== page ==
The world according to Inka: How Ethiopian Smallholders can immediately improve their yields (and finances)

Inka

A crucial member of our troupe during our early December road trip through the Kaffa highlands was Inka. Inka is an internationally engaged soil expert who spends much of her life helping farmers adopt “climate smart” methods. We were more than happy to have her on board of our Land Rover, because with her on the team we could truly provide our FairChain smallholders valuable information to help them improve their yields. Not just long term best practices, but also immediate impact that leads (again immediately) to move money for them.

On the trip she inspected our smallholders’ soil, vegetation and agriculture practices. Following closely in her footsteps were, of course, our ‘4 A’s from Jimma University (read their stories on this blog), eager to learn from her. Inka was also the one who came up with the brilliant idea to organize group sessions involving some 30 locals in order to reach even more farmers. No sooner said than done – farmers could lay hand on correct pruning of coffee trees and discuss the best composting methods:

composting training session

Farmers learning about composting

Now that's pruning

Now that’s pruning!

Inka spent the few weeks following our trip organizing her findings into concrete recommendations for, specifically, the smallholders working the land around the Tega&Tula farm near Bonga Town. These farmers are amongst our most ambitious FairChain farmers. Rather than edit her assessment down, we thought we’d share them with you, dear coffee drinkers, without sweetening them up. So without further ado, here are Inka’s most important takeouts. Enjoy the read, very interesting!

  • All the smallholders are eager to learn and improve.
  • Their coffee trees are not well managed, with trees planted way too close to each other.
  • There is no sign of rejuvenation: the majority of the trees exceed 3 meters, a height that makes them difficult to harvest. Many of the trees, in fact, were very old, many upwards of 60 years old.
  • The shade cover of many trees was too much. Often, they used the wrong type of trees for shade – trees with large leaves rather than with feathery leaves, which let through more sunlight.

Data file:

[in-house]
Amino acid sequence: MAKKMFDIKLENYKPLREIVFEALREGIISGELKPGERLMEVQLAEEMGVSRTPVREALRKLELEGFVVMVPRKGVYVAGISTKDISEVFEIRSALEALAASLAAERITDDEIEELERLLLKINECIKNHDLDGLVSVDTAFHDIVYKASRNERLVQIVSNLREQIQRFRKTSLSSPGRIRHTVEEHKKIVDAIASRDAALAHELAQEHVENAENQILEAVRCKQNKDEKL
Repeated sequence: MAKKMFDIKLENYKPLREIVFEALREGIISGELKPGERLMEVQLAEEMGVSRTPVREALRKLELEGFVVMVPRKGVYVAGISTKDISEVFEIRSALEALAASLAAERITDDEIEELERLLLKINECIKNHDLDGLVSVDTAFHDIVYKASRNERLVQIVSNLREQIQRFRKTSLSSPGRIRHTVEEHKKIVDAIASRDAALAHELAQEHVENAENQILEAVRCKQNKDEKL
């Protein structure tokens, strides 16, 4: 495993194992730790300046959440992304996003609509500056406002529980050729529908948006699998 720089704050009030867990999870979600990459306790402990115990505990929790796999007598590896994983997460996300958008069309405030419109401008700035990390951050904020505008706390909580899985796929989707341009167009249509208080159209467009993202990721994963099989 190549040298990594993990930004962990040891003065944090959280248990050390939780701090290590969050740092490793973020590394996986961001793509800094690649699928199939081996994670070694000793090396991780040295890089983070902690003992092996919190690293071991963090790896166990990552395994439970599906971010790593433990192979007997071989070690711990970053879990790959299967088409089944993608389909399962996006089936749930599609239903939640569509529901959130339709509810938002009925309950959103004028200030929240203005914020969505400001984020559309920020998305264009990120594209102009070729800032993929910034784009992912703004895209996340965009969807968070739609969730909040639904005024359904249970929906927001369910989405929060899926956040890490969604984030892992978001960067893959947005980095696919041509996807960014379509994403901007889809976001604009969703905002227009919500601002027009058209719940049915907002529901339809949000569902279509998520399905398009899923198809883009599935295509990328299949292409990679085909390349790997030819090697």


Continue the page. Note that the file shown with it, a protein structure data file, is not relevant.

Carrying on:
• Coffee tree disease is rampant – the main culprits were coffee berry disease, coffee wilt, coffee rust, white spot, leaf roller, leaf miner and dieback.
  • The majority of farmers do not use fertilizer but natural mulch made from weeds and branches combined with composted manure – and sometimes nothing at all.
  • The major nutrient deficiencies in the plants are Nitrogen and Phosphorus, but there are others as well.
  • The farm soils were predominantly moist, coarse with sandy loam, well structured with good drainage and water holding capacity, which is good.
  • The trees stood stable and their roots were looking goood – there is no apparent problem with harmful soil nematodes, or roundworms, which are detrimental to coffee plants.
  • Due to good mulch or plant coverage, there are no erosion issues, either.
  • The majority of farmers do not use fertilizer but natural mulch made from weeds and branches combined with composted manure.
  • The soil seems fertile enough to continue to support coffee plants, but with the improved cultivation and management techniques soil fertility will become a high priority.
  • The main agronomical challenges named by the farmers are weeds and disease. They also named labor shortage as a major issue due to that farms have to compete for harvest workers. The Tega&Tula farm, for example, pays twice as much per kilogram for cherries than other farms in the area.
  • They need training on how to better select the type of shade trees they use: feathery banana leaves that let sun through better than large opaque leaves, for example.

According to Inka, these are the most pressing needs for our farmers:

  • They need to improve their skills in disease prevention and management.
  • They need training on how to better select the type of shade trees they use: feathery leaves that let sun through better than large opaque leaves, for example.
  • They must improve their ground compost preparation methods. So far they make compost in pits, which creates a lot of unnecessary work and make aeration of the compost difficult. Great if they can use cherry pulp or the water from coffee washing, as it’s full of the best nutrients for coffee.
  • General improvements in how they handle their harvest and post-harvest
  • Focus on practice field training that can eventually be accompanied by written and/or images that guide them
  • For increased harvest hygiene and affordability, they can construct drying tables out of renewable materials like bamboo.

Thanks Inka, you’re awesome. Now let’s get to work making this happen!

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